South Korea's Aging Society
Could Burst Housing Bubble
By Kim So-hyun, The China Post
June 2, 2012
proportion of Korea's working age population could
burst a real estate market bubble and trigger a
financial crisis, a private think tank said in a
report released Sunday.
Hyundai Research Institute warned that Korea may
follow the footsteps of Spain and Ireland as the
country is now past its demographic window, the
period when the percentage of people able to work
is at its heights.
“We must be mindful of the possibility of a
property bubble burst as a sharp fall in the
proportion of working age population cuts demand
for real estate,” Lee Joon-yeop, an analyst at
HRI, said in the report titled “Time to prepare
for Demographic Bonus 2.0.”
“Japan, the U.S., Spain and Ireland all faced real
estate bubble bursts and financial crises amid
plummeting asset demands as the proportions of
working age population fell from their peaks.”
Korea has so far benefited from a demographic
bonus with a growing working age population —
people aged between 15 and 64 — offering more
potential for high economic growth as smaller
ratios of dependents to workers tend to boost
savings and investments in human capital. But not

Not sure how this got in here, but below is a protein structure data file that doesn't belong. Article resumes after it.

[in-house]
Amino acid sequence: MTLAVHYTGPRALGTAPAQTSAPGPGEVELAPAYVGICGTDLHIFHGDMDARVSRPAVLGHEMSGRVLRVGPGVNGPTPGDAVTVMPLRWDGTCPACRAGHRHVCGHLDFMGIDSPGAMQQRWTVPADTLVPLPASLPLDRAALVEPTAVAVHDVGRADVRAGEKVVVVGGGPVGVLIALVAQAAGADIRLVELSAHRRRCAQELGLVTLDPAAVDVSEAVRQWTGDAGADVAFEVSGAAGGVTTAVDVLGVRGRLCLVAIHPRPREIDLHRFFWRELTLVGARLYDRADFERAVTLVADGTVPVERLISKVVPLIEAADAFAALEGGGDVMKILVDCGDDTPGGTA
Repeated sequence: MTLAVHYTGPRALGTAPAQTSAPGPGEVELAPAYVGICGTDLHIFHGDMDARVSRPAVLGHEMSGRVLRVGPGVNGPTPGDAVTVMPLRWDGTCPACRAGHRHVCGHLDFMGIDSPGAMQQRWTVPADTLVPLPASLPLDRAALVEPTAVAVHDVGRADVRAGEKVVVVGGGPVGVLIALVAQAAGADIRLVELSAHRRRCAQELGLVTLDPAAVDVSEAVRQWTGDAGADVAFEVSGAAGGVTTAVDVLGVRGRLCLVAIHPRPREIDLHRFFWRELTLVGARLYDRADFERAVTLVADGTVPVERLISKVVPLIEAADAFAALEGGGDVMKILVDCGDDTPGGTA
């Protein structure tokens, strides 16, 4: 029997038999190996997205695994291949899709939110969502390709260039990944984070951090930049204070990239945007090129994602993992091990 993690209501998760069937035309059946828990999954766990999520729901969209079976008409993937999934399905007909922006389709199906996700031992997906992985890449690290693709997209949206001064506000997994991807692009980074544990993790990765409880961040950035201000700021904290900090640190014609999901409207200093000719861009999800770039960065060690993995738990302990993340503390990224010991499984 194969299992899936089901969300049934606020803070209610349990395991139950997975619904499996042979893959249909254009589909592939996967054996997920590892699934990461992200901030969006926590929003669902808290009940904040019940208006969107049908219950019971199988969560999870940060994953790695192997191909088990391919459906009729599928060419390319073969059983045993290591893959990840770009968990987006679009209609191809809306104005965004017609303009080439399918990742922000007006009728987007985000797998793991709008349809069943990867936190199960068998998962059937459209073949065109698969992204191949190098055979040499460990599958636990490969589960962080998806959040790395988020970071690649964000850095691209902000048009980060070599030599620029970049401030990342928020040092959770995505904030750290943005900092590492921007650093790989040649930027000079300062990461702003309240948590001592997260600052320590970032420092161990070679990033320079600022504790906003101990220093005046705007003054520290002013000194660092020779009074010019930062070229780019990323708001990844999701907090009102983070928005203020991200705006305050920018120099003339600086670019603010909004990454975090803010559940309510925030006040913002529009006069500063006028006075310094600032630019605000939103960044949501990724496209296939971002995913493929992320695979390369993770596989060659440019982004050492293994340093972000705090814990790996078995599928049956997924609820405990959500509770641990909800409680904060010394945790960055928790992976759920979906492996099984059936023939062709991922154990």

anymore, the report said.
“Between 1966 and 2012, Korea enjoyed a
demographic bonus, in which the rising share of
working age population and the decreasing costs of
supporting dependents spurred economic growth,” it
“The proportion of the working age population
jumped from 54.9 percent in 1970 to 68.6 percent
in 1989 as baby boomers (born between 1955 and
1964) entered working age, greatly helping the
real GDP growth record an annual average of 9.3
percent (between 1970 and 1989).”
The percentage of the working-age population,
however, peaked at 73.1 percent this year and will
start to decrease from 2013, portending a steep
decline in potential economic growth, HRI said.
The research institute forecast that Korea's
potential growth rate would tumble to 1.7 percent
in the 2030s as the proportion of working age
population shrinks from 71.1 percent in 2020 to 57
percent in 2039.
“A deteriorating demographic structure is not the
direct cause of a financial crisis but could
provide the soil for one,” the report said.
The HRI suggested raising the employment rate to
extend the demographic bonus by hiring more senior
citizens, women and young people who are having
trouble finding jobs.
It also stressed the need to seek ways to make use
of foreign and North Korean labor, and devise
financial rules that reflect the demographic
Policies to encourage childbirth require
preparations from a long-term perspective as they
cost a lot of money and time, the report added.
Korea's population topped 50 million on Saturday,
making it the seventh country to join the ranks of
the “20-50 club,” nations with more than 50
million in population and US$20,000 in per capita
income. Others in the 20-50 club are Japan, the
U.S., France, Italy, Germany and Britain.
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